It is an object of this invention to provide a simple and efficient structure to assist with initial and secure placement of a sample tube on a sample carousel.
It is an additional object of this invention to provide such a structure that be resistant to movement of the sample tube on the sample carousel during handling to ensure correct angular position for reading each sample tube's unique identifying indicia.
It is an additional object of this invention to provide such a structure which is both easy to use and to manufacture as well as being cost effective.
This invention is directed toward a structure for secure placement of a sample tube on a sample carousel. The sample tube includes a first open proximal end and a second closed distal end. Between the ends and located adjacent the proximal end, the sample tube includes a radially outwardly extending annulus having an abutment surface. The abutment surface includes anti-rotational structure.
The invention in an exemplary embodiment includes a sample carousel having an outer periphery zone having a plurality of openings. The openings are sized and shaped for compatible sliding engagement with the sample tube and adjacent the openings are abutment surfaces. Each abutment surface includes anti-rotational structure and the anti-rotational structure is sized and shaped for compatible mating engagement with the sample tube anti-rotation structure.
Upon engagement of the respective anti-rotational structures, the sample is secured against relative angular positioning. Thus, once the sample tube is slidably engaged with the sample carousel, there is a secure connection preventing relative angular movement of the sample tube with respect to the sample carousel. It will be appreciated that the slidable connection is not affected by the anti-rotational structure in terms of engaging and disengaging the sample tube from the sample carousel. It will also be appreciated that the anti-rotational structure assists in the initial placement of the sample tube to the sample carousel because of the secure and positive connection made between the two.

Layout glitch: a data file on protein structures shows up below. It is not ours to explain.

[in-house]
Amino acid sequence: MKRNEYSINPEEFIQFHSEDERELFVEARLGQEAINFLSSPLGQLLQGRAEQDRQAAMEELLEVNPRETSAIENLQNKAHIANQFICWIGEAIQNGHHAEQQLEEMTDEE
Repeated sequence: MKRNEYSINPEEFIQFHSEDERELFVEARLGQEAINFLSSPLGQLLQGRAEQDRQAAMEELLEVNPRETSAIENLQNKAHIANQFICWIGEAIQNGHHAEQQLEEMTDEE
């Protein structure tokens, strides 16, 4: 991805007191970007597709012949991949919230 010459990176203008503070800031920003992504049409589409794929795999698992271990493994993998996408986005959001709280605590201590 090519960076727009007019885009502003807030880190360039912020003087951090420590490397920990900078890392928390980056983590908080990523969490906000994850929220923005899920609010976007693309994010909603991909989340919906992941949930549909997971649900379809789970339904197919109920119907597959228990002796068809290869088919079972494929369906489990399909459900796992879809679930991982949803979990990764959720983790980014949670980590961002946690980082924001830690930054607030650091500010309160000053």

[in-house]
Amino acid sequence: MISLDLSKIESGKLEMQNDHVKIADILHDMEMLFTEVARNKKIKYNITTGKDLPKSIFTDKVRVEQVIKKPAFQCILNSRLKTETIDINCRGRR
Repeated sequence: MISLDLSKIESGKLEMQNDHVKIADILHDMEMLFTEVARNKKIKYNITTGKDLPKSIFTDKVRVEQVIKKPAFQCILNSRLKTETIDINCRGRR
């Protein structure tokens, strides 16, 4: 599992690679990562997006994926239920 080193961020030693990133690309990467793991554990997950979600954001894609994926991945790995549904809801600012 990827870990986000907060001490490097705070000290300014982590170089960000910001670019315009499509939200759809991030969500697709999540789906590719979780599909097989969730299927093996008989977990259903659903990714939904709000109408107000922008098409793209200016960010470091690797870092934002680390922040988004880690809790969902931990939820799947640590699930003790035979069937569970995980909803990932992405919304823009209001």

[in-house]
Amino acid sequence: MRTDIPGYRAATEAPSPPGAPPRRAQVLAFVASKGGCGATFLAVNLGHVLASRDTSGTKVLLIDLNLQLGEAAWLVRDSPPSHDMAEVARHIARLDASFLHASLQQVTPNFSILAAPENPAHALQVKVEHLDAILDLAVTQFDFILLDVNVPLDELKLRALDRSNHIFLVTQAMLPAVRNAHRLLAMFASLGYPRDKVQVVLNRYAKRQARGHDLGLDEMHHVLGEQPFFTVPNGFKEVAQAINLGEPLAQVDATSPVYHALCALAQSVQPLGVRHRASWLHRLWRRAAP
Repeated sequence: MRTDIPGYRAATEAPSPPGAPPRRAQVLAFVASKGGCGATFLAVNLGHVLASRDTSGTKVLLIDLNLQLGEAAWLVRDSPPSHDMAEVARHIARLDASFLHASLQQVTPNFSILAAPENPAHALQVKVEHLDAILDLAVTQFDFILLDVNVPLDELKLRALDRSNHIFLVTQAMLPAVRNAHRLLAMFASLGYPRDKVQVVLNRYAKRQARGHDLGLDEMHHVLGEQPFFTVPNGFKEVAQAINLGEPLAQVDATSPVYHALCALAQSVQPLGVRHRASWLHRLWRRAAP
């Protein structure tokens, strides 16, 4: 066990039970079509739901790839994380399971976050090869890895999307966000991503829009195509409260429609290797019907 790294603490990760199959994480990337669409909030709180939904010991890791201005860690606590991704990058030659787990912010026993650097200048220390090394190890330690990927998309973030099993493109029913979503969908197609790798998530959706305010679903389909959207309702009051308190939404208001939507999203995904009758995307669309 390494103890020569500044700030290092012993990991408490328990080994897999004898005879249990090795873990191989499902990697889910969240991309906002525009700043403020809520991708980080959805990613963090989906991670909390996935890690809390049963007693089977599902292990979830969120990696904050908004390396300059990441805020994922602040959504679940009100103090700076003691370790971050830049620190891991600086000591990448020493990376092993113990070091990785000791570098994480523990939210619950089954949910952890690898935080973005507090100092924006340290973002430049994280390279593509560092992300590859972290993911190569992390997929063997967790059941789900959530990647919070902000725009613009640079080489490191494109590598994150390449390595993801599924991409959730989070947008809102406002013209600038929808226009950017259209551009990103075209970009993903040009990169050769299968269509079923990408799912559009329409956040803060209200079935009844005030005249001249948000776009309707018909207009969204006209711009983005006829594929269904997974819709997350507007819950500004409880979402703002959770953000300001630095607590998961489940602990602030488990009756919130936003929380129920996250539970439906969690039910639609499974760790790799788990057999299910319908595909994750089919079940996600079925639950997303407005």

In accordance with the above objects and those that will be mentioned and will become apparent below, the anti-rotational apparatus for securing a sample tube to a carousel in accordance with this invention comprises:
a sample tube having an open proximal end and a closed distal end, the sample tube having an annulus adjacent the proximal end, the annulus being radially outwardly projecting and including an anti-rotational structure; and
a carousel designed for rotation and having openings for carrying a plurality of sample tubes, at least one of the openings including compatible and mating anti-rotational structure for mating with the anti-rotational structure of the sample tube,
wherein, the anti-rotational apparatus comprises the combination of the sample tube and the carousel anti-rotational structures.
In an exemplary embodiment of the sample tube includes unique identifying indicia which is machine readable. Once the sample tube is placed in the carousel, the indicia is placed at the correct angular position to be read by the machine reader. The anti-rotational apparatus as described above and more fully below, secure the indicia in angular position so that the machine makes an accurate and reliable reading of the indicia. In an additional exemplary embodiment, the indicia comprises a bar code and the machine reader comprises a bar code reader.
In still an additional exemplary embodiment, the anti-rotational structures of each of the sample tube and sample carousel comprise male and female teeth pattern. In a more detailed exemplary embodiment, the teeth patterns are mating gear teeth.